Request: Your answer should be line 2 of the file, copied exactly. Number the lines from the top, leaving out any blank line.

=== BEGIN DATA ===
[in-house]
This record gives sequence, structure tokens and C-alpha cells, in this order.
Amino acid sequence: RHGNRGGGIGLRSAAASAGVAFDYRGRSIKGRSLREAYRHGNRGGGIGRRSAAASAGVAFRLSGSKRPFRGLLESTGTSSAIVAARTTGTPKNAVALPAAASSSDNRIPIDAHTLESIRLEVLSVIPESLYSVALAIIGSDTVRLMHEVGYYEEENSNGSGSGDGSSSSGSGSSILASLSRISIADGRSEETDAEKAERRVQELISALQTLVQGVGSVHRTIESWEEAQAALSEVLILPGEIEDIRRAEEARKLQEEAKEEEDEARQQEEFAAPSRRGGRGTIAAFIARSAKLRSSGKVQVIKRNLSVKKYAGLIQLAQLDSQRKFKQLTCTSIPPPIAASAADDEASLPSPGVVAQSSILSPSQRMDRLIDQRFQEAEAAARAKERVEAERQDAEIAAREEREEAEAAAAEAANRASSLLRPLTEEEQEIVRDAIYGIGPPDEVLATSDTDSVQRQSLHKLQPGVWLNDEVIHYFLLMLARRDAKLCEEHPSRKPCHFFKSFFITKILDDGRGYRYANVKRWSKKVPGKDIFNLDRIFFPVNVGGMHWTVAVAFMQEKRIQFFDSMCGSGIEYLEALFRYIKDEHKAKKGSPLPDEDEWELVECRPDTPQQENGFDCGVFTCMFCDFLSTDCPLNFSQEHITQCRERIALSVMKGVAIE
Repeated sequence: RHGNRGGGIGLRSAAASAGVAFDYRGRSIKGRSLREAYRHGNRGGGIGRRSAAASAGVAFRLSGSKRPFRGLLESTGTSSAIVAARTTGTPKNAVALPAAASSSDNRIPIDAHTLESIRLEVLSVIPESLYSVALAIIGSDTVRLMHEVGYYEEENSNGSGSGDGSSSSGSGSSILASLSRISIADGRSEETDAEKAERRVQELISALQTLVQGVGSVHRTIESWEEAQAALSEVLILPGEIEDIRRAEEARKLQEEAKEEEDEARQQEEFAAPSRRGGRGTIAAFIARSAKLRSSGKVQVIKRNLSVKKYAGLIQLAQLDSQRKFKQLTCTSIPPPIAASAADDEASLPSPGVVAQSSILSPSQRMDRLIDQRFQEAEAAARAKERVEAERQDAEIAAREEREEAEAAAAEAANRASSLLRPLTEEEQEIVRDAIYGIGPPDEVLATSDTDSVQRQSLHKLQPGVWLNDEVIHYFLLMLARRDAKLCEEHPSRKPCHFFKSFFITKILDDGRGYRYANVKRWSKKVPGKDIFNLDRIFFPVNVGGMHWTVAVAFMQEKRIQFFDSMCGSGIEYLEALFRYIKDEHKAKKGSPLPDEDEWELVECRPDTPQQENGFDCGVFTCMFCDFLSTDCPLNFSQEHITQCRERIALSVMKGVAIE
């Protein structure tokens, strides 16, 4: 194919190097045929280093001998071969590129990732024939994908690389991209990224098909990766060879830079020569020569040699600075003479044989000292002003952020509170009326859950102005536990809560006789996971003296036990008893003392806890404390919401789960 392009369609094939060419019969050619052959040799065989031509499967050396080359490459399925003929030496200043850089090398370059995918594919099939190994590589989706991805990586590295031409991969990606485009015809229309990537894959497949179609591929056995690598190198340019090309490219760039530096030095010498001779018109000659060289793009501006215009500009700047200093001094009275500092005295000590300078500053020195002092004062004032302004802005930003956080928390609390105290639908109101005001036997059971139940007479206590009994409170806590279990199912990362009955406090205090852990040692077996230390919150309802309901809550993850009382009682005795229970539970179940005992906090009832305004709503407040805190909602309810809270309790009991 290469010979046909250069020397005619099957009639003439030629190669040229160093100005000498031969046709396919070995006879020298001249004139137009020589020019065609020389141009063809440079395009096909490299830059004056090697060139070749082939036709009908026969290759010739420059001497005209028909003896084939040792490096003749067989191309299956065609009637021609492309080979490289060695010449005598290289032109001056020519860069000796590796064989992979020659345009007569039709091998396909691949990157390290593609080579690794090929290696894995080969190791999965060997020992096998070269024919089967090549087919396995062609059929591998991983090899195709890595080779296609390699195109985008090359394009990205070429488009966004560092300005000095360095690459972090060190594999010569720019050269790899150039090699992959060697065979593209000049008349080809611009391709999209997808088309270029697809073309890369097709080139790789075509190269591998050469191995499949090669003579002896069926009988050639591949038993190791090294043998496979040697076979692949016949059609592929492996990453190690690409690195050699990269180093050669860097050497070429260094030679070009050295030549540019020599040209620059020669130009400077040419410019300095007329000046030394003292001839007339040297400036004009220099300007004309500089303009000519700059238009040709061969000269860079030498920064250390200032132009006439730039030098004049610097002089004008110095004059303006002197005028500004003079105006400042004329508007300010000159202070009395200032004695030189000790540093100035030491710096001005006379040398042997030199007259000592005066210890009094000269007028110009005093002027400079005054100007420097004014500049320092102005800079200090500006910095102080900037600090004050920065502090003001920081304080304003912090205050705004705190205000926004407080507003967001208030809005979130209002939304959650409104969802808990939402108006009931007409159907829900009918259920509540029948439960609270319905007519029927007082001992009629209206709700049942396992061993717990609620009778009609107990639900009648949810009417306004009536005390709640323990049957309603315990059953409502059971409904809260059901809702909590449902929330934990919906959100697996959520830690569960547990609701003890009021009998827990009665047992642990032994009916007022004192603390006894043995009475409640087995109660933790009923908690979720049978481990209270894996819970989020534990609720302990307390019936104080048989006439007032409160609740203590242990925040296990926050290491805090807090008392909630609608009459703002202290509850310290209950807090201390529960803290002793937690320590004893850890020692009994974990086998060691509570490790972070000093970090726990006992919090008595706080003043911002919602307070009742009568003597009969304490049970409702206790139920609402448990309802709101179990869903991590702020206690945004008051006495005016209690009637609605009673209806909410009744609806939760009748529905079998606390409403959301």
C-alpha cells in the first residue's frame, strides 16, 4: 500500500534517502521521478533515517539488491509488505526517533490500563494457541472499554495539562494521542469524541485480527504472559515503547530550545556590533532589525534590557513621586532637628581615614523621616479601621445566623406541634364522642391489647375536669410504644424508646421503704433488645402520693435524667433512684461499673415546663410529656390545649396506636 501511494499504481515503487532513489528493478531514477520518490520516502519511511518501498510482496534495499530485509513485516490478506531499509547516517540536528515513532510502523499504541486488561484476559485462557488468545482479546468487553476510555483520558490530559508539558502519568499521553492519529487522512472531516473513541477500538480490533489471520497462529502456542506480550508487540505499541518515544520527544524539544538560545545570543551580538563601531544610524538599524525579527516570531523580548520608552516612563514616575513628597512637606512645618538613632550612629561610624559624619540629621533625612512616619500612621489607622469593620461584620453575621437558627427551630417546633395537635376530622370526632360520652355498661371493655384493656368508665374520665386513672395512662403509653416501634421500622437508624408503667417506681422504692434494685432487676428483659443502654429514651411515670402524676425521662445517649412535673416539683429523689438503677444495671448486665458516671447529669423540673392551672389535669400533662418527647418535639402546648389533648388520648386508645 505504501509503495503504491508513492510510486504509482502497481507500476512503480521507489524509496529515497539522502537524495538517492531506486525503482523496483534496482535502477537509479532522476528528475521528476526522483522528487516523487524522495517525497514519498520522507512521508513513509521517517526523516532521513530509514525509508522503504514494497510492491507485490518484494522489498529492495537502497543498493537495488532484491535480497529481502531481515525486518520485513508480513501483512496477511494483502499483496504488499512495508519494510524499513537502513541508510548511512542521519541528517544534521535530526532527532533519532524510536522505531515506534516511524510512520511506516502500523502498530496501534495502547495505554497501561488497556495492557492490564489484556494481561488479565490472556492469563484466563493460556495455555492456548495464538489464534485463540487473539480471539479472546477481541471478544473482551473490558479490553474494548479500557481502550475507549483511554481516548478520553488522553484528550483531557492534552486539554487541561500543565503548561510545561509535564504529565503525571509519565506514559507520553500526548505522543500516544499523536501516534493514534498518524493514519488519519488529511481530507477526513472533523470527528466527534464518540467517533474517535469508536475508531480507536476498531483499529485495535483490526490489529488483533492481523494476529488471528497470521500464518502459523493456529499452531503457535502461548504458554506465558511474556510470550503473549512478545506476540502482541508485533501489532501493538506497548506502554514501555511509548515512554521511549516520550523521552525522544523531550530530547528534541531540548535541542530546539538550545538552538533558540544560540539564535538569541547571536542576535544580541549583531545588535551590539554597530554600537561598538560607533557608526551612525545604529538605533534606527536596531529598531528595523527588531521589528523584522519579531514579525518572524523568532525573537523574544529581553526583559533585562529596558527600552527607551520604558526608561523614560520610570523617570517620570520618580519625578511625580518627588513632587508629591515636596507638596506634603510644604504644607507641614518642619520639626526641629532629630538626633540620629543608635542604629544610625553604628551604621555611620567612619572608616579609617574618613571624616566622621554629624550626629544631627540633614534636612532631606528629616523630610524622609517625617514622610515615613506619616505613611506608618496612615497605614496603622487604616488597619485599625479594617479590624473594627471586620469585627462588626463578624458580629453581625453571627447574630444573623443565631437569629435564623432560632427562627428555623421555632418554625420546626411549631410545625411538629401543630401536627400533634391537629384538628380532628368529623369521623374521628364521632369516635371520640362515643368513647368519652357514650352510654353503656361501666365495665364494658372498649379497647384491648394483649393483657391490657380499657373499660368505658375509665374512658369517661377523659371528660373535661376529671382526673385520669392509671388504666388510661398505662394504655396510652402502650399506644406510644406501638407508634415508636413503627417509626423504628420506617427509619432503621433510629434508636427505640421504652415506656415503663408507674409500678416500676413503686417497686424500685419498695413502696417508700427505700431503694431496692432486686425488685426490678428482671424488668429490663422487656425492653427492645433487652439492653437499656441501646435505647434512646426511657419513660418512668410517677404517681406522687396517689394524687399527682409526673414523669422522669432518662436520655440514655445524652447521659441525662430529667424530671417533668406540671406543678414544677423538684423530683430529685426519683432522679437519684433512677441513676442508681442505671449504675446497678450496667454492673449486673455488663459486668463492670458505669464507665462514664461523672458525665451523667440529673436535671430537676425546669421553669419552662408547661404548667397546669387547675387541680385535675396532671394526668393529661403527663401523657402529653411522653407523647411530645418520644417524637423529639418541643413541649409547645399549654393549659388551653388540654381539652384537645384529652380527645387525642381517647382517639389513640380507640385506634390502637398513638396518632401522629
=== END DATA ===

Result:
This record gives sequence, structure tokens and C-alpha cells, in this order.